Another Pal’s philosophy ties in: “word-of-mouth” marketing remains the golden egg from executives to build awareness. “We feel like you get the best word-of-mouth marketing by having excellent execution,” Adam says. “I feel like sometimes people forget that, or they think marketing is this cute little thing you do. We feel like if you execute well, or if the order is right, hot food is hot, cold food is cold, and they have that great experience with your employees, they have great food experiences, then that’s something people are going to want to talk about.”
Pal’s is going to focus on what it can control, he adds. Execution, hospitality, quality. “If we do that, there should be positive news out there about us,” Adam says. “We think that’s a big element of our loyal customer base that visits us multiple times a week.” Pal’s does trickle in traditional marketing—as seen in the LTO ad—but the true base of its brand is built on the cult-like ardor of its customers. “Ultimately, it’s that experience they have when they choose to come through us and spend their hard-earned money with us,” Adam says.
The repeatable, consistent menu helps ease labor. Pal’s, through the methods mentioned before, tries to avoid having workers who feel lost on the job. The brand wants employees to know what’s expected of them and feel confident they can achieve it.
“We’re really focused on how do we develop simplicity into the layout of the build; how do we develop simplicity into the layout of a station where an employee may be working, whether it’s the drink station making drinks, or it’s the sandwich station making our burgers or our sandwiches?” Adam says. “So we try to think about it on a very high level and say, how do we build simplicity into this so we can achieve the accuracy we want, the speed we want, absolutely hit that quality standard customers are wanting?”
Pal’s has brought tech into the fold, yet the mindset still aligns. The company tested outside order takers, similar to Chick-fil-A and In-N-Out, and developed in-house systems around training and scheduling. Yet mobile apps? “So who wants an app for a restaurant on their phone when we all already probably have hundreds of apps on our phones anyway?” Adam says.
If Pal’s needs something that’s going to reach out and the customer is going to touch the brand, he adds, the company would rather focus on its website and make sure it seamlessly translates to mobile than get into an arena guest doesn’t appear to be asking for. Pal’s always starts innovation where its customers live.
“They’re not being directed to any app stores, downloading an app, anything like that. It’s all about convenience to the customer,” Adam says. “I think some people get it wrong and think to install an app, if we use this loyalty program, they’re going to be more loyal to us. But it’s actually just adding in hassle to the customer. I think the customer does appreciate that we haven’t had any of that brand drift. We’ve just stayed true to what we are, which is trying to have a fantastic experience when you come to eat with us.”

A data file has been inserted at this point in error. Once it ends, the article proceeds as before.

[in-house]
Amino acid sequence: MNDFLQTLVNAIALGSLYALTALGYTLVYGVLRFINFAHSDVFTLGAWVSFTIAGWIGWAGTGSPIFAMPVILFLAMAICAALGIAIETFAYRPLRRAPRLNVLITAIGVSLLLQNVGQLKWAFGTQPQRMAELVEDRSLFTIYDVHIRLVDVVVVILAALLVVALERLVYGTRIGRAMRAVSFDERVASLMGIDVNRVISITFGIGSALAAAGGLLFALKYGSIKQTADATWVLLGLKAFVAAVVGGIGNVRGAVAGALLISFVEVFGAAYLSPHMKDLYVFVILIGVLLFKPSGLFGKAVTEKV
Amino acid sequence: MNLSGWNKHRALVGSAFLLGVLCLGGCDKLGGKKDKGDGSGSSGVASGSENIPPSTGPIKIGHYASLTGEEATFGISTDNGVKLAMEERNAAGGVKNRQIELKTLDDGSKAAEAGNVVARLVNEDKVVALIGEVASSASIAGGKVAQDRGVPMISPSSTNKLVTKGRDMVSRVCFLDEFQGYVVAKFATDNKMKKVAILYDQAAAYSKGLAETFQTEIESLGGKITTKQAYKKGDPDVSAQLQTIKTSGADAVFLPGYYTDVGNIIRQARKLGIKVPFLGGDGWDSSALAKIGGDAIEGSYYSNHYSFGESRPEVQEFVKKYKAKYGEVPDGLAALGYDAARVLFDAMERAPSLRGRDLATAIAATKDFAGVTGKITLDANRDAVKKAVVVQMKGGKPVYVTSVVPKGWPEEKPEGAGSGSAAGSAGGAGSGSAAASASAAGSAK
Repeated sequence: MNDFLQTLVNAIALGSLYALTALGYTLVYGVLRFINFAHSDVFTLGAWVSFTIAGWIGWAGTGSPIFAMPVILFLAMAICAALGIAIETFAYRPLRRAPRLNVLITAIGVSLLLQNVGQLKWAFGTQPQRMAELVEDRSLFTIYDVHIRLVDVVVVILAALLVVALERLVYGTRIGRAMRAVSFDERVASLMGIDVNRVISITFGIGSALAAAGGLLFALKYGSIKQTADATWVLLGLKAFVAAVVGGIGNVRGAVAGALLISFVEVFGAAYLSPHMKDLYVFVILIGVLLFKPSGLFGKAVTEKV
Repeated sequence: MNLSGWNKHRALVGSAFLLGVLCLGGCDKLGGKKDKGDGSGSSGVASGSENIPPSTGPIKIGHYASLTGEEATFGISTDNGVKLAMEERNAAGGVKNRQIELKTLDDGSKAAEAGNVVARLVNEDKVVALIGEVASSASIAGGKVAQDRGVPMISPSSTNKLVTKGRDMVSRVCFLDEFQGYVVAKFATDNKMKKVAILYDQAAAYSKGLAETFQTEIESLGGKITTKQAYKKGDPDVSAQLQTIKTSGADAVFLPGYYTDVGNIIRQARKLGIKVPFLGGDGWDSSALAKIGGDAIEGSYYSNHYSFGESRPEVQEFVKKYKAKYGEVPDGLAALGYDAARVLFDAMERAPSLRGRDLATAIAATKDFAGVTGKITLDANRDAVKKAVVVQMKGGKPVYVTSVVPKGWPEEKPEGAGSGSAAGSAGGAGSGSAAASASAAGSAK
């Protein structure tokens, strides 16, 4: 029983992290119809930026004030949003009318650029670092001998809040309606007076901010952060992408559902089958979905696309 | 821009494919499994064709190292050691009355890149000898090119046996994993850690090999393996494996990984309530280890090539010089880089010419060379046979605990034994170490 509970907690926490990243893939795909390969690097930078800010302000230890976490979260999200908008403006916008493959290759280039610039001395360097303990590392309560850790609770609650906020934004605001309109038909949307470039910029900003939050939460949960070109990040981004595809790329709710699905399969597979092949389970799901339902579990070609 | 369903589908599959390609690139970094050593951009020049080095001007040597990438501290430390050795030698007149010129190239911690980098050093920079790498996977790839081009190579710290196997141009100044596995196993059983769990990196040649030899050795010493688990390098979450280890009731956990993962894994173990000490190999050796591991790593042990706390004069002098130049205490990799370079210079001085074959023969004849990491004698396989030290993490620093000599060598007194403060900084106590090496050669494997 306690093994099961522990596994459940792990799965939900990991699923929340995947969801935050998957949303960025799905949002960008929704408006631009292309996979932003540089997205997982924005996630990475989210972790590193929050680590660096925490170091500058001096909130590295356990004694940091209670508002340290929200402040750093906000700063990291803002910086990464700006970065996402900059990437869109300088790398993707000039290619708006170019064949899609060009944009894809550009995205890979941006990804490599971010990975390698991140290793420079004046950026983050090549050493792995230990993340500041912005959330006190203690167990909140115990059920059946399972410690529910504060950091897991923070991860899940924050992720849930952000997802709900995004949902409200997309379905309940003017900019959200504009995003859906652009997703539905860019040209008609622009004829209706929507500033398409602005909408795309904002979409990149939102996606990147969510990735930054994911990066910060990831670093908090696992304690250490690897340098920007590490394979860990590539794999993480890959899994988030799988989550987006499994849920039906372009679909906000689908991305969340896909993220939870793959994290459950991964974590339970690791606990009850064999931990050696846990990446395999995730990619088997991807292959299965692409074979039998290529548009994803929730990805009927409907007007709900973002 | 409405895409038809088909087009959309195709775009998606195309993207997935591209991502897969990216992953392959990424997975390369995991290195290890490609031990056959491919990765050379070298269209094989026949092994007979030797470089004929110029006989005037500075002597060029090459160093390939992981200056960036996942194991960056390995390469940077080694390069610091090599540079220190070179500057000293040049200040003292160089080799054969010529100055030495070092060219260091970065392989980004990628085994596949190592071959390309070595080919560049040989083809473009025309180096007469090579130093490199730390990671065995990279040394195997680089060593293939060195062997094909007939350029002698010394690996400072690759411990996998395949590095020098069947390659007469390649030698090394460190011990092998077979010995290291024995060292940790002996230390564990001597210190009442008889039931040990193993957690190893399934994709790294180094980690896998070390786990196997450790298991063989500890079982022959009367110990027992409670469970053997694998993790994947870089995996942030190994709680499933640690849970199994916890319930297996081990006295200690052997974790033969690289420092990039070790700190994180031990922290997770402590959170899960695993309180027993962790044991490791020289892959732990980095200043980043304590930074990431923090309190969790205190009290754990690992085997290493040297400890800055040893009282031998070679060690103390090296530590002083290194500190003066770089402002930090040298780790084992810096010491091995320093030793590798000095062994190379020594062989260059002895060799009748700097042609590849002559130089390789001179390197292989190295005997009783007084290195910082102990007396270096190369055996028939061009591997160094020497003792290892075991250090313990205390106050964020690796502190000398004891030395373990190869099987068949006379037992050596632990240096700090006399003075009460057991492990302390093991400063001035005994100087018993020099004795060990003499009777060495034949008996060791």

Pal’s is looking toward growth. However, its unique, in-store operator model lends itself more toward a methodical approach. The brand will only consider expansion when there’s a restaurant leader 100 percent trained and ready to take on the store. It builds units for people to run them; not the other way around. “Executing from day one to the standards that we want to hit,” Adam says.
That bench is something Pal’s constantly nurtures. And it’s high stakes. “It does take time,” Adam says.
The process is a combination of external recruitment and identifying internal talent. Whoever is tapped, though, Adam says, they need to be a “true believer in the brand.” All of these ticks and traits that make Pal’s a category outlier have to course through the veins of the operator. How do you find that person? As difficult as the past couple of years have been, hardships did uncover some answers. “I think where a lot of people think, ‘oh things have got so hard,’ or they were so frustrated at work, if we had somebody who was saying hey, ‘I enjoy this challenge. I like this. I like the newness of the things that are going on. Each day is kind of difficult. It’s a puzzle to solve. It’s a problem to solve.’ Those are definitely the key indications that this might be somebody for us to focus on,” Adam says. The timeline from entering the pipeline to getting a store is about a 48-month process.
In Taylor’s case study, he highlights some of Pal’s overall screening process for employees at all levels. Among the agree-disagree statements: “For the most part, I am happy with myself;” “I think it is best to trust people you have just met;” “Raising your voice may be one way to get someone to accept your point of view.”
The end result, Adam says, is a brand with as much buy-in across the system as there is from customers who swear by it. The belief goes both ways.
“We want to make sure we have an environment where people are all friendly with each other,” he says. “That culture piece always matters.”